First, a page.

Visitors may observe several additional different types in addition to the prominent wats and stupas of Lao temple architecture. French colonial, Buddhist, traditional Lao, and modern architecture are the key influences of Lao architecture, which also draws inspiration from Thailand and other nations. In urban areas, contemporary design homes are more prevalent, while Lao traditional houses are slowly vanishing. The majority of Lao people live in rural areas in wooden homes raised off the ground on stilts.

The "wat" and the "that" are two of Laos' most significant structures
. Few older constructions still exist in Laos since the country has historically built everything out of wood, which is frequently destroyed by the elements. Secular architecture includes French colonial and French-inspired structures with pitched tile roofs and shuddered windows; Chinese-style shophouses with upper floors for residences and lower floors for shops and businesses; post-Revolutionary structures built in a socialist realist style; and neo-traditional style buildings like those at the airport in Luang Prabang and the National Assembly hall in Vientiane.

There are numerous unique monuments and architectural styles spread out throughout Laos. The That Luang, or Great Sacred Stupa, in Vientiane is one of the most prominent buildings. The basis for comparable structures throughout Laos is this stupa's four-cornered superstructure and dome shape. Stupas are used to remember the Buddha's life, and many of them are rumored to contain holy Buddha relics. Theravada Buddhists have traditionally incinerated the body of the deceased before storing the bones in stupas that are scattered throughout the grounds of temples, or wats. The numerous Buddhist Wats display a variety of architectural styles.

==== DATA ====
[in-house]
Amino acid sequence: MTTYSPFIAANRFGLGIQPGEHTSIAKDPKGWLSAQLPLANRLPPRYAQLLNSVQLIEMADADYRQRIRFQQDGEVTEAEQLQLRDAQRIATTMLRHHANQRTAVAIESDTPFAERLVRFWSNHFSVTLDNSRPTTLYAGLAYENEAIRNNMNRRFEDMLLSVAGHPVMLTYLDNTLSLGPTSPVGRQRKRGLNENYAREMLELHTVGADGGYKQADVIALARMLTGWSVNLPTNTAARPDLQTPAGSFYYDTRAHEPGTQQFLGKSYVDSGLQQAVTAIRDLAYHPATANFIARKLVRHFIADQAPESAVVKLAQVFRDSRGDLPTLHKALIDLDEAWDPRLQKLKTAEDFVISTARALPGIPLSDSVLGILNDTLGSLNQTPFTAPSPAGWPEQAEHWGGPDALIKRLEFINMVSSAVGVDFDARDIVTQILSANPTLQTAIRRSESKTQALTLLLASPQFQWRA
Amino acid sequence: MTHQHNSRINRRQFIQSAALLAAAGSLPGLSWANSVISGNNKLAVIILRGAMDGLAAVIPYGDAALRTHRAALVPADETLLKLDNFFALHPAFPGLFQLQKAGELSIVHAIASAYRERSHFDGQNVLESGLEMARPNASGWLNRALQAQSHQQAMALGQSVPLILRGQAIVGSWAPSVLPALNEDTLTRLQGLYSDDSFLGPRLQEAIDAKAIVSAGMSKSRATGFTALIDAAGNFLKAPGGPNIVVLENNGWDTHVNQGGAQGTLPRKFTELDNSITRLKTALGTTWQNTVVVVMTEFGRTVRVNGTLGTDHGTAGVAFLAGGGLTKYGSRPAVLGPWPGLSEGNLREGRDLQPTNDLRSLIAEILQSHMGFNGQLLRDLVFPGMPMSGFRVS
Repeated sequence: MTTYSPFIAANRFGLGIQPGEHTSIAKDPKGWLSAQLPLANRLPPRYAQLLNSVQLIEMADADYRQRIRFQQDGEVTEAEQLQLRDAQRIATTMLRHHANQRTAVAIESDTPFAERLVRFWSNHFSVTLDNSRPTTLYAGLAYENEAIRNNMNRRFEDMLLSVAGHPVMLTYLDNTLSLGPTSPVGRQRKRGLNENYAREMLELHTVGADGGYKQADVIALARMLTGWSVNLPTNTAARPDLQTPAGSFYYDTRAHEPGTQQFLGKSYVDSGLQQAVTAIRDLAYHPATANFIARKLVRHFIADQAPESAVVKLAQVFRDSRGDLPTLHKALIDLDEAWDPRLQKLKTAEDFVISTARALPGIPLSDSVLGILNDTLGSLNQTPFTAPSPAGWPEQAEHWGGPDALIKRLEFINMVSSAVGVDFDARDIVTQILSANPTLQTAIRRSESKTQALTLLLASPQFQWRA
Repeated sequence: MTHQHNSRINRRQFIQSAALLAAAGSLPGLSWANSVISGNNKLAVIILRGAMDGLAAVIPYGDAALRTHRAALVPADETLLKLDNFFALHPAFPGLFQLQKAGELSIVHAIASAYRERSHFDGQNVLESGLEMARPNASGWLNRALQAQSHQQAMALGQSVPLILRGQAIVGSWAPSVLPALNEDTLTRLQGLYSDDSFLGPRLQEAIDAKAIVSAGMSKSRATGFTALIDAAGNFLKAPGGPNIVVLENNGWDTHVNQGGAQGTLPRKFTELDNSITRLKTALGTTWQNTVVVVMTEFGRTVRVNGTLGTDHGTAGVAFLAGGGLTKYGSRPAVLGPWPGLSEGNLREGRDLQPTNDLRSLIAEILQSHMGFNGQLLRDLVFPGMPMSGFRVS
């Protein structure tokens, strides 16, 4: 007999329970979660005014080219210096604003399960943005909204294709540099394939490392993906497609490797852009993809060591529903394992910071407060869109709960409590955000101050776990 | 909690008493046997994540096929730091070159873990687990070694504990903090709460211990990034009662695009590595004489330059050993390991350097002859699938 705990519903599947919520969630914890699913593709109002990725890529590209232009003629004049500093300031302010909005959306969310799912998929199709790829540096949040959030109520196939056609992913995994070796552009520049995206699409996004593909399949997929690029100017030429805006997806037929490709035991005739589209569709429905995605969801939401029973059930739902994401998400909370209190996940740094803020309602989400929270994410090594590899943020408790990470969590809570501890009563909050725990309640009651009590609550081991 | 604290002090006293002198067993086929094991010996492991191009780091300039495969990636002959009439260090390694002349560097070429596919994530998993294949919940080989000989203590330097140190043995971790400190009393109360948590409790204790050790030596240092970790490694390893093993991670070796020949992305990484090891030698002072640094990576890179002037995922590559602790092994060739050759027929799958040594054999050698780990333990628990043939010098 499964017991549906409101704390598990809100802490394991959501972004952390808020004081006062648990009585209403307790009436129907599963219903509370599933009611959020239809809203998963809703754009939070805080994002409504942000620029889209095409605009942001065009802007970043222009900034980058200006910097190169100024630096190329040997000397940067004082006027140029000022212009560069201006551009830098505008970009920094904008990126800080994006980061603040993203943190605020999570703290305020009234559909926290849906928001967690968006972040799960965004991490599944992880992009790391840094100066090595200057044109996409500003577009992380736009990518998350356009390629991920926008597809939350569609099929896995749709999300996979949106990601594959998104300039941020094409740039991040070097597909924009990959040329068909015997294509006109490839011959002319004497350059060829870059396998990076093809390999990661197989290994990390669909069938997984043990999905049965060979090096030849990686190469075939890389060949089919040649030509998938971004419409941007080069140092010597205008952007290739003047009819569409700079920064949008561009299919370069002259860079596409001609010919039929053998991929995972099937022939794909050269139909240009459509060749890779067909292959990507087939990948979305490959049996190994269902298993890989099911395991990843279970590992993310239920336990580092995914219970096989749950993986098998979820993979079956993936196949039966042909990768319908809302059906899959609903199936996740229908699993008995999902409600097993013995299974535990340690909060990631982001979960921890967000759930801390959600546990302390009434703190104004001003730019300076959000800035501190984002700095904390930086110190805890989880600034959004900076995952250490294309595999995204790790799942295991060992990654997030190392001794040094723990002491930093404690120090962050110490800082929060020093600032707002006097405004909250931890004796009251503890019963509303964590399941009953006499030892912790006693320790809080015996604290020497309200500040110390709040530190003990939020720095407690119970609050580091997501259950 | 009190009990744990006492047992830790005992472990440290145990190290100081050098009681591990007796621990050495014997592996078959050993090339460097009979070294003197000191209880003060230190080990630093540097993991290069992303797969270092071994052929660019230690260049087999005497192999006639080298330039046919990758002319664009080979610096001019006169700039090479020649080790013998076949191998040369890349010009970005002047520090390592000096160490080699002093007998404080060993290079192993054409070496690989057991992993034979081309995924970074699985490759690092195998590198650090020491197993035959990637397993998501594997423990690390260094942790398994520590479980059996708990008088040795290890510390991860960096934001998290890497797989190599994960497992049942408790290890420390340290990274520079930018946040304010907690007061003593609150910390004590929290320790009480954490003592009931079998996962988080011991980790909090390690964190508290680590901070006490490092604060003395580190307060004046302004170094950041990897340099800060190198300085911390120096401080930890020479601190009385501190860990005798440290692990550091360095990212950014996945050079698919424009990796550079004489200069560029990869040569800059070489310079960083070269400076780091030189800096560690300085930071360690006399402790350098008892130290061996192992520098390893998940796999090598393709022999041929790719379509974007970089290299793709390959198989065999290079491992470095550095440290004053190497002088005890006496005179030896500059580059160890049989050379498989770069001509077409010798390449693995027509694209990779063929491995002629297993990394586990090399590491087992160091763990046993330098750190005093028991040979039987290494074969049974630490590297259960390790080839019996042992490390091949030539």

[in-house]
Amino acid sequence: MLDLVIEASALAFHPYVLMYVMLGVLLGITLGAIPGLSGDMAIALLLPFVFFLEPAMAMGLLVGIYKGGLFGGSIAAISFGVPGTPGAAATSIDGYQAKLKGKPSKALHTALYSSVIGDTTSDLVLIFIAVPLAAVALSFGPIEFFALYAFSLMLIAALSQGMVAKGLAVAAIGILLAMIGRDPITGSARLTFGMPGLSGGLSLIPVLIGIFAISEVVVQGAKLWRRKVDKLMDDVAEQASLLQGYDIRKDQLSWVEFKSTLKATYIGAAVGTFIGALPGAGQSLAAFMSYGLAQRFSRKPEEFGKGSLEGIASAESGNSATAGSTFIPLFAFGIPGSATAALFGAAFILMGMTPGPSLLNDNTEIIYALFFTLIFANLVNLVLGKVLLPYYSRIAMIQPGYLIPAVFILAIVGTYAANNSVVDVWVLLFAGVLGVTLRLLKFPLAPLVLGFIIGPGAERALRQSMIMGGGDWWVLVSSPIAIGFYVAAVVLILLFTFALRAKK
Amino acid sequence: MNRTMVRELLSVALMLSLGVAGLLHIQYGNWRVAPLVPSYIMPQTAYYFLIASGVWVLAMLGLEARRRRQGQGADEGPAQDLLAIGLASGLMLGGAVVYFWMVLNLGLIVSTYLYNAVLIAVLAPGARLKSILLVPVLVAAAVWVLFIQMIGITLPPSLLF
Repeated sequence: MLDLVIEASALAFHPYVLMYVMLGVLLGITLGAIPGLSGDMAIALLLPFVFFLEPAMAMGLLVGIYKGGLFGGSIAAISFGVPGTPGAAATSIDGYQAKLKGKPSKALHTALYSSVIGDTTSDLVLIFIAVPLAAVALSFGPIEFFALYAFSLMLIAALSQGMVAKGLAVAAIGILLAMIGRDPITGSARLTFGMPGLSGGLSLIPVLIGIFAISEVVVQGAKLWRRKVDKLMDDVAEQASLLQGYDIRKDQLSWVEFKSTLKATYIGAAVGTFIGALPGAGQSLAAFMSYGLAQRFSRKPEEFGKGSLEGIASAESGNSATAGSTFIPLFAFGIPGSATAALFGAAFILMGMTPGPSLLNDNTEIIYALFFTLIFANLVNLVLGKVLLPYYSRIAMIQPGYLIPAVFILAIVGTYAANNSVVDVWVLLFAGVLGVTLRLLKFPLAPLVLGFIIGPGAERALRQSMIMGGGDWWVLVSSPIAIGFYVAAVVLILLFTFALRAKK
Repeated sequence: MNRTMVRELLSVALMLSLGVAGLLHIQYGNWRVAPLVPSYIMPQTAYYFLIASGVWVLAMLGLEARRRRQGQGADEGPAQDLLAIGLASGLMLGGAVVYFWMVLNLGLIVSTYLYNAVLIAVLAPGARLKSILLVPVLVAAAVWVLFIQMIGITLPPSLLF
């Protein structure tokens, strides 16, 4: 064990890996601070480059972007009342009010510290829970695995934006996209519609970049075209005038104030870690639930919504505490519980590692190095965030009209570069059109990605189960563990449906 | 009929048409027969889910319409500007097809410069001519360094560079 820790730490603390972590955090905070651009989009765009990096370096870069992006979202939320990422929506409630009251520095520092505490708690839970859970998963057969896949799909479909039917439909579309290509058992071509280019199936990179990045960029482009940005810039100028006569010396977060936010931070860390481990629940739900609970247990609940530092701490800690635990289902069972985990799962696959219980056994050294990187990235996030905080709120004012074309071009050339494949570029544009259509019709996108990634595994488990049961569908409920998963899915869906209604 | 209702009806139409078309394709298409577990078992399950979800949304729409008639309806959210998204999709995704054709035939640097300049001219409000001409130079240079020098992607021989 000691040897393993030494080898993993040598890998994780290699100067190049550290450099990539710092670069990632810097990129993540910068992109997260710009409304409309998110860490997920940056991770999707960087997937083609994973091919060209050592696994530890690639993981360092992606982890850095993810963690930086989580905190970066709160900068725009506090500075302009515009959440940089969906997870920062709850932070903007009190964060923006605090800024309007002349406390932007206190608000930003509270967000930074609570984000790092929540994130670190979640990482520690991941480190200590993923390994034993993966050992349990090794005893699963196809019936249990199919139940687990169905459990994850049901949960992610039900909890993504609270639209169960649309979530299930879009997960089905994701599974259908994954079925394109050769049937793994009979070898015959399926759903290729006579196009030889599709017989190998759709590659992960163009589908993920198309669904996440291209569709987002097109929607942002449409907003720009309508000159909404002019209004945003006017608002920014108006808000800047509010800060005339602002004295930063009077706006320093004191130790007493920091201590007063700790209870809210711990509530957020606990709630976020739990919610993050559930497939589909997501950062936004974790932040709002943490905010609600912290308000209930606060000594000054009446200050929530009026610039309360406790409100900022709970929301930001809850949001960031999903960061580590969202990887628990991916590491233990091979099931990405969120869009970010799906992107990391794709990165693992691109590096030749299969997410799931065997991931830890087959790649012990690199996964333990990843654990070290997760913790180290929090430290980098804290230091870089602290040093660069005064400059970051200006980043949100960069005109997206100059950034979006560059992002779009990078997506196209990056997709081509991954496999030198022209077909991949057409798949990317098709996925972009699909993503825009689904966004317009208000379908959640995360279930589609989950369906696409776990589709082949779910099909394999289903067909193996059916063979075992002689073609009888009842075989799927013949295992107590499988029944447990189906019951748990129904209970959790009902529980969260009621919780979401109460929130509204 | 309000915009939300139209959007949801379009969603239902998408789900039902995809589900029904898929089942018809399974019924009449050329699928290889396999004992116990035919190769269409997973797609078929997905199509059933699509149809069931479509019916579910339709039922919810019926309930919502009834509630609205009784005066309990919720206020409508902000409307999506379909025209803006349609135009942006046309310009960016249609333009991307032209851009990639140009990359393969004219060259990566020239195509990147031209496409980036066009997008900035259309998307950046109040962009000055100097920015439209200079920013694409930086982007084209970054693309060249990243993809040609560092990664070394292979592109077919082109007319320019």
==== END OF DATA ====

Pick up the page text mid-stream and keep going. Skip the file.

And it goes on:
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Fun-filled Festivals

One of the finest ways to experience local culture and customs while learning about them is by attending festivals. Fortunately, Laos hosts numerous festivals all year long. The bulk of the festivals celebrated in Laos are based on the Buddhist faith and represent traditional features of the Lao way of life. Most of these festivals are related to agricultural seasons or historic Buddhist feasts.

Bun Pi Mai, the ancient Laotian New Year celebrated in April, is one of the country's most important celebrations. Pi Mai, also known as the Lao New Year, is a three-day festival that ushers in the new by purging the old. Do not forget to bring a water gun if you are heading to Laos in the middle of April. Be prepared to get excessive amounts of whiskey and Beer Lao, as well as to be hosed down and hit with water balloons.

Consider attending Bout That Luang in November or the Rocket Festival in May if citywide water fights aren't your thing. The Bun Bang Fai Rain Festival, often known as the "Rocket Festival," takes place in May and is one of the oldest in the nation. To remind the gods that the earth needs rain, people launch rockets and firecrackers during this celebration. You may enjoy the fireworks and rocket explosions from hundreds of pyrotechnics and rockets throughout the festival, as well as the float parade and various dance acts.
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Hmong Artifacts and Night Markets